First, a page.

Article reference:

Who owns WHO?

First - Introduction to Dr. German Velasquez...
"Dr Germán Velásquez is Special Adviser for Health and Development at the South Centre, Geneva. Dr. Velásquez holds a degree in Philosophy and Humanities, and a Master’s in Economics and a PhD in Health Economics from the Sorbonne University, Paris. In 2010 he received a PHD Honoris Causa on Public Health from the University of Caldas, Colombia.

Until May 2010, he was Director of the World Health Organization –WHO- Secretariat on PublicHealth, Innovation and Intellectual Property, at the Director General Office, in Geneva. He is a pioneer on the debate on health, IP and acces to medicines and he represented WHO at the WTO Council for TRIPS from 2001 to 2010."

This is what Dr. Velasquez has to say about the current situation at the World Health Organization... (From an article written by Miquel Jara; translated from Spanish; source below)

"Both the WHO Secretariat, as member countries as observers in which I include myself, we should have the honesty to admit that we have failed ... we have prostituted the Organization which have sold and deceived and because of us, we are witnessing the sinking of the Public, multilateral reference agency for health affairs on the planet.

Faced with failure in the management of the Organization, the current Director General, Margaret Chan, should have resigned from office.

Never [in] 65 years of existence of the institution, [has] a director general and its secretariat submitted to member countries, key documents, which have been rejected by members three to four times for three or four consecutive years. "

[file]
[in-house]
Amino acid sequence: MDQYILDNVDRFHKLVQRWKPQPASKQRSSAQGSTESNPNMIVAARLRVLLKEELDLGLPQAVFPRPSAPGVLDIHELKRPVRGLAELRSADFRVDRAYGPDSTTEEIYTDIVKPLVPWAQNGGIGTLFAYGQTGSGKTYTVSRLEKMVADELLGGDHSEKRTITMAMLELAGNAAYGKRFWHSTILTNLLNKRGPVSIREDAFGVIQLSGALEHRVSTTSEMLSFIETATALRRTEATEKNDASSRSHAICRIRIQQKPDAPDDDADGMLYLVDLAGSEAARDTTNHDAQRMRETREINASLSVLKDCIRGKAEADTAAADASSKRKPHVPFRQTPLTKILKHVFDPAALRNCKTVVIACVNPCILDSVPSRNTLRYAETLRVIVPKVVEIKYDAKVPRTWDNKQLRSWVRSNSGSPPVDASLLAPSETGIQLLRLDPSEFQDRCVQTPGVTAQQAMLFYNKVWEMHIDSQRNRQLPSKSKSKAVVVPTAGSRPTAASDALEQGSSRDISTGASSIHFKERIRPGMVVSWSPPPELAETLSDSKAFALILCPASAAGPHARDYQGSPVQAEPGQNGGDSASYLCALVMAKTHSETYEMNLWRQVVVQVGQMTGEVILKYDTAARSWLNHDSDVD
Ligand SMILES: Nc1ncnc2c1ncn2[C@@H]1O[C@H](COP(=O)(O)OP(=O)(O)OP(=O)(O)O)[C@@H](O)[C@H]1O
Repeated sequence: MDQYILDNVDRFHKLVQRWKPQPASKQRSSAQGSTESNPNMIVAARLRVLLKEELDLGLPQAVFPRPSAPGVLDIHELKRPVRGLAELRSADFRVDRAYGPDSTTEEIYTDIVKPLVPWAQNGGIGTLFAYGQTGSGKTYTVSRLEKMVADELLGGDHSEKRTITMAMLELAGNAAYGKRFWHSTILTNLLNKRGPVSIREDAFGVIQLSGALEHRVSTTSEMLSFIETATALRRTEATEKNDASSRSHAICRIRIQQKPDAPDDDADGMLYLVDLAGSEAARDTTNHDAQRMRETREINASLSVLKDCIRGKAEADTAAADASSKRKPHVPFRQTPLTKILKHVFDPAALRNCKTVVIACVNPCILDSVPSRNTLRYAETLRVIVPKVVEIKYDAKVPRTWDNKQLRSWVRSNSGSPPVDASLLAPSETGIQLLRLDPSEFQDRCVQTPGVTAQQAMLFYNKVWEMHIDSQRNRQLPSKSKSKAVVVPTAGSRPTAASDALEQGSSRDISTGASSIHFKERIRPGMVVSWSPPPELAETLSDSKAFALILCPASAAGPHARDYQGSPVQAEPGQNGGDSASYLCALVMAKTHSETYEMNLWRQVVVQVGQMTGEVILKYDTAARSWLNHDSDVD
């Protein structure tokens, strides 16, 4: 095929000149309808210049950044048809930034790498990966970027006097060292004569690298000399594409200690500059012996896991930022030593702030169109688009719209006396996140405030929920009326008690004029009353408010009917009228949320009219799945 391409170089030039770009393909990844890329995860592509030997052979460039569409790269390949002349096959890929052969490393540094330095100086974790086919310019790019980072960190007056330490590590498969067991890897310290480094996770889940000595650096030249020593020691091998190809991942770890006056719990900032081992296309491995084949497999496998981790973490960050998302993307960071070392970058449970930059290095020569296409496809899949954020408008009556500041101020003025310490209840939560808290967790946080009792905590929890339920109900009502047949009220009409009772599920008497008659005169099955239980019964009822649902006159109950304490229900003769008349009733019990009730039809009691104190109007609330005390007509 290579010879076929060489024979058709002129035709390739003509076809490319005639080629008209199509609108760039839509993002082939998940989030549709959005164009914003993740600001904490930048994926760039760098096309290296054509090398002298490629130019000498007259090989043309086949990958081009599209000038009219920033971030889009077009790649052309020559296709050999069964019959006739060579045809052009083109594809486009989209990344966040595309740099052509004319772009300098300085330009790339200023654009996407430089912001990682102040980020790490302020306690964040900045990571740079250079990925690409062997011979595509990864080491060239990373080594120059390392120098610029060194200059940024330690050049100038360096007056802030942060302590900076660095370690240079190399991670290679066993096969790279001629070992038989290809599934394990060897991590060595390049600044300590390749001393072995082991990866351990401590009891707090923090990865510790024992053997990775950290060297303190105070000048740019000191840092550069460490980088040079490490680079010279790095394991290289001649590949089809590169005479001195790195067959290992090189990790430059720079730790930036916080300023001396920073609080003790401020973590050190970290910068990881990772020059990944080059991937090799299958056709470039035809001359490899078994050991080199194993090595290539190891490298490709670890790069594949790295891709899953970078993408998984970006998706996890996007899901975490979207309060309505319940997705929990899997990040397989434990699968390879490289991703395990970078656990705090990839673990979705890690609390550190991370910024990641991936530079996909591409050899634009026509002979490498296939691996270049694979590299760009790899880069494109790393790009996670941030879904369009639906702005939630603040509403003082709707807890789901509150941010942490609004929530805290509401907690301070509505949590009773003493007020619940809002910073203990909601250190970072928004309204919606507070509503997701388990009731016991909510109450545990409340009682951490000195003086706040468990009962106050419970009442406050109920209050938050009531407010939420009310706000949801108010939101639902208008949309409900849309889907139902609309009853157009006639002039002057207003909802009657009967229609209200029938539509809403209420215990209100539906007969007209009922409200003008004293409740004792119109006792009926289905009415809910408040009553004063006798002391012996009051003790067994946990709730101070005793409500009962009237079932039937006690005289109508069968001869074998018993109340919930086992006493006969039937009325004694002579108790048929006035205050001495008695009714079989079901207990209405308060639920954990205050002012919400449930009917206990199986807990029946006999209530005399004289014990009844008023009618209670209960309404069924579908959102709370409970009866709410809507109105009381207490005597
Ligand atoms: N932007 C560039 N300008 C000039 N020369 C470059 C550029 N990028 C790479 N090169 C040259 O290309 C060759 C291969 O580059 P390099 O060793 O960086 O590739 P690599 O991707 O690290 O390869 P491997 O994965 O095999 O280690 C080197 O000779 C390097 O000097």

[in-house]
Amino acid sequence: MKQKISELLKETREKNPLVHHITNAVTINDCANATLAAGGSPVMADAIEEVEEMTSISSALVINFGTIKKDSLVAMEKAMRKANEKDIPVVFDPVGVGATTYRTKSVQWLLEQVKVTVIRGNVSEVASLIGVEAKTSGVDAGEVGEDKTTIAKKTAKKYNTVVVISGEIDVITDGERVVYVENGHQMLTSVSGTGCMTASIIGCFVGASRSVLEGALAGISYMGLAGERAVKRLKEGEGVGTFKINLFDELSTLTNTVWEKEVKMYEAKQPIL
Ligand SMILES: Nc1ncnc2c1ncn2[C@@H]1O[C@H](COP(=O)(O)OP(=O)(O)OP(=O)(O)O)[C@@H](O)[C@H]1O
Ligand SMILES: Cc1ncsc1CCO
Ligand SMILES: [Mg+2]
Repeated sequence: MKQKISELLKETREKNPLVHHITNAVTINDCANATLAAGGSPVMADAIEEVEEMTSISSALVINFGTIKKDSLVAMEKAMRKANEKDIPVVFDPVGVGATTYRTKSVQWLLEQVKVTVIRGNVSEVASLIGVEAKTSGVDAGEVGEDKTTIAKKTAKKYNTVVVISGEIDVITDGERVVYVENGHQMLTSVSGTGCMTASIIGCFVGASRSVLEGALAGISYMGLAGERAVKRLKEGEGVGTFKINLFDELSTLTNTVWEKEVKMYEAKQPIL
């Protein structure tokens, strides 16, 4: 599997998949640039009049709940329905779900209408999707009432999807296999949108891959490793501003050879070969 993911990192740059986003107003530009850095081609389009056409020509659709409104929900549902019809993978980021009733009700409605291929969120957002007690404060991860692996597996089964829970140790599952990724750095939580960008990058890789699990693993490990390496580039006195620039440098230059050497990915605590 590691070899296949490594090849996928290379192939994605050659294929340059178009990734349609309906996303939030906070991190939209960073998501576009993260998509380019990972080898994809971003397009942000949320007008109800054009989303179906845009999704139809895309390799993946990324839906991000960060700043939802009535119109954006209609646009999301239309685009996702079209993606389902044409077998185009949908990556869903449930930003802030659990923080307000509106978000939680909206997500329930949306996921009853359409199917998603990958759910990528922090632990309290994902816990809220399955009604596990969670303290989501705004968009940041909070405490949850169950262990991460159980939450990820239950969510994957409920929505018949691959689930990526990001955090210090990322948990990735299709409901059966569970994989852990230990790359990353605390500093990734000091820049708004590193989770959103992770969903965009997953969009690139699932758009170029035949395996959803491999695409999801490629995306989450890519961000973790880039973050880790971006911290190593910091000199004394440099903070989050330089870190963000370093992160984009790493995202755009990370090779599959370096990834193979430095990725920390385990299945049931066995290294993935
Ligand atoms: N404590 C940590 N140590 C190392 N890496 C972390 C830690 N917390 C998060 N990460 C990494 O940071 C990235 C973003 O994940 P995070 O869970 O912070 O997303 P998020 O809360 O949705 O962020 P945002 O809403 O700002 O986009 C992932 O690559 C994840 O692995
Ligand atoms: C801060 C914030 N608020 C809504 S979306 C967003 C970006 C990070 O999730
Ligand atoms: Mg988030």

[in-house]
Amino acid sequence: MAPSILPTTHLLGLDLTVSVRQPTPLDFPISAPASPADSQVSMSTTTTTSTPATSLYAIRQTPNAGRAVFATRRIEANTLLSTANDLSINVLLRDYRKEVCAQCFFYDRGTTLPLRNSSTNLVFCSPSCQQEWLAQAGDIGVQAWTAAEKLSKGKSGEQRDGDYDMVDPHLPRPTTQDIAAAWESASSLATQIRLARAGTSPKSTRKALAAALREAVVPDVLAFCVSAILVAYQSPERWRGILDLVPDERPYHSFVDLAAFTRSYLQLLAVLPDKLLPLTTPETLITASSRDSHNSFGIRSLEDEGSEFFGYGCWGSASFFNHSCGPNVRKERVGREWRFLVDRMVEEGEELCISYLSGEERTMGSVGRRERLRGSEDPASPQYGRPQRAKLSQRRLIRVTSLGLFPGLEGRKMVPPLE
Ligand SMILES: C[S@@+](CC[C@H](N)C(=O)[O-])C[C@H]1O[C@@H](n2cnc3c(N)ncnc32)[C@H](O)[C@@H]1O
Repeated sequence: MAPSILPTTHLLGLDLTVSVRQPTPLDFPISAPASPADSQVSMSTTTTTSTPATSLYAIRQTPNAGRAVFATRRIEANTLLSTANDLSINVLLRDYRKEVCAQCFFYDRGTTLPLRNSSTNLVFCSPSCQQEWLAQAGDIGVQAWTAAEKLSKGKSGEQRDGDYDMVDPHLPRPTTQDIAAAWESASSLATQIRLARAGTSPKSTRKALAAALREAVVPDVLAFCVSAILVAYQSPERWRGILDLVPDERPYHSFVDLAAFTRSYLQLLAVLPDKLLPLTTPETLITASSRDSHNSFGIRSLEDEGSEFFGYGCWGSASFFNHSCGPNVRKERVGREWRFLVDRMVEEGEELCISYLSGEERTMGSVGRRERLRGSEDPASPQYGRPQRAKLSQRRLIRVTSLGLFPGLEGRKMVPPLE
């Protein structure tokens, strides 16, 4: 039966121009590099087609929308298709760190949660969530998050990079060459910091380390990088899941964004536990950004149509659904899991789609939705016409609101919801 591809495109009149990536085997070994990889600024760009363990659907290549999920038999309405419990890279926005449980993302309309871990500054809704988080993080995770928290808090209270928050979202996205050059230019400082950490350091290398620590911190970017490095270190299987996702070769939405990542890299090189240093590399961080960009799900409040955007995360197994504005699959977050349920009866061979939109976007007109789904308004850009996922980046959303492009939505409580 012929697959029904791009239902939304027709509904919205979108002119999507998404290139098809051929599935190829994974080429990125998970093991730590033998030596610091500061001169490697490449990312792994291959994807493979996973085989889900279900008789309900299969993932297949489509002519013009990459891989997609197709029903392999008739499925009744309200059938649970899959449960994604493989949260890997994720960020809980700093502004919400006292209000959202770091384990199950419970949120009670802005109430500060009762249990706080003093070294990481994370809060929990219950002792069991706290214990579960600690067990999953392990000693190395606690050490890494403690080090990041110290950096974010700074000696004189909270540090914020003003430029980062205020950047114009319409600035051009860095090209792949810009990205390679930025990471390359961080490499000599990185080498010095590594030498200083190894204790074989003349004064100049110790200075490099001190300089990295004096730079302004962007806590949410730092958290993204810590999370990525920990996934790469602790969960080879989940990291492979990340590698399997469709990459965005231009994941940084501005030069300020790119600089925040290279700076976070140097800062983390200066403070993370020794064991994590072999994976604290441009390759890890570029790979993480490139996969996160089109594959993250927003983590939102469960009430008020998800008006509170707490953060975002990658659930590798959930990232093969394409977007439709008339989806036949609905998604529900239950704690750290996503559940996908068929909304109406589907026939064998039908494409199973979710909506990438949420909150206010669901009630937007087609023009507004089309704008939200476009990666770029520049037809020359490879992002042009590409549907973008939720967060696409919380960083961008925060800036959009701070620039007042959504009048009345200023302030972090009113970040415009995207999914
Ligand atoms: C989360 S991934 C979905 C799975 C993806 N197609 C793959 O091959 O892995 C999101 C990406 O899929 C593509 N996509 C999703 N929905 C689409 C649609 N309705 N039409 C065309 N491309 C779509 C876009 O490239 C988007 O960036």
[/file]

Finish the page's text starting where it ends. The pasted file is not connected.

Colombia's concerns related to the reform of WHO documents, the role of non-state actors, on the finances of the organization or on matters related to the quality or property of drugs.

Dr. Velasquez "argues that avian flu, H1N1 (or swine flu), Ebola and now confused zika the current CEO and countries no longer know whether the organization should be normative or humanitarian action or both. The first and most serious problem of the organization is the progressive loss of control dizzying mandatory public's regular budget.

It is taking place a progressive privatization of the agency, which in eight years has grown from a budget of 50% of public funds constituted by mandatory contributions from member countries, only 18%.

The agency is currently in the hands (approximately 82% of its budget) philanthropic foundations such as Bill and Melinda Gates, a small number of industrialized countries that offer some voluntary contributions and the pharmaceutical industry."